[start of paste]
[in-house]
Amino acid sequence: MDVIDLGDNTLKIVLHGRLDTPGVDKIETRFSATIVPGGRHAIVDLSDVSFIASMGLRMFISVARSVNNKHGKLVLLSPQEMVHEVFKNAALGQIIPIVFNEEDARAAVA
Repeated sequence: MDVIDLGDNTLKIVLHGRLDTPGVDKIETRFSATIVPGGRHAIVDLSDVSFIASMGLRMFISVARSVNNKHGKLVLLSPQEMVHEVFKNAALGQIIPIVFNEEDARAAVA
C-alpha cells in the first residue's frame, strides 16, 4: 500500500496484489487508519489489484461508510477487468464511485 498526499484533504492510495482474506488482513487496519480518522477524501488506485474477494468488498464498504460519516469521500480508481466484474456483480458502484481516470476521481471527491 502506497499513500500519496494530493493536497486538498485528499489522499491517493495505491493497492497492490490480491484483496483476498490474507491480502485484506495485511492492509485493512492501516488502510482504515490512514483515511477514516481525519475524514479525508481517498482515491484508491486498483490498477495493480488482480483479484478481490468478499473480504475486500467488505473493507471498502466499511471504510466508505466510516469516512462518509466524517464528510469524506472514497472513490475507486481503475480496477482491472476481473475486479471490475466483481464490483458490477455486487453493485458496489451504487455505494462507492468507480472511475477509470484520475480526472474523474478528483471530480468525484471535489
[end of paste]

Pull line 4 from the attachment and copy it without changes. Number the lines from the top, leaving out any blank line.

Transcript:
C-alpha cells in the first residue's frame, strides 16, 4: 500500500496484489487508519489489484461508510477487468464511485 498526499484533504492510495482474506488482513487496519480518522477524501488506485474477494468488498464498504460519516469521500480508481466484474456483480458502484481516470476521481471527491 502506497499513500500519496494530493493536497486538498485528499489522499491517493495505491493497492497492490490480491484483496483476498490474507491480502485484506495485511492492509485493512492501516488502510482504515490512514483515511477514516481525519475524514479525508481517498482515491484508491486498483490498477495493480488482480483479484478481490468478499473480504475486500467488505473493507471498502466499511471504510466508505466510516469516512462518509466524517464528510469524506472514497472513490475507486481503475480496477482491472476481473475486479471490475466483481464490483458490477455486487453493485458496489451504487455505494462507492468507480472511475477509470484520475480526472474523474478528483471530480468525484471535489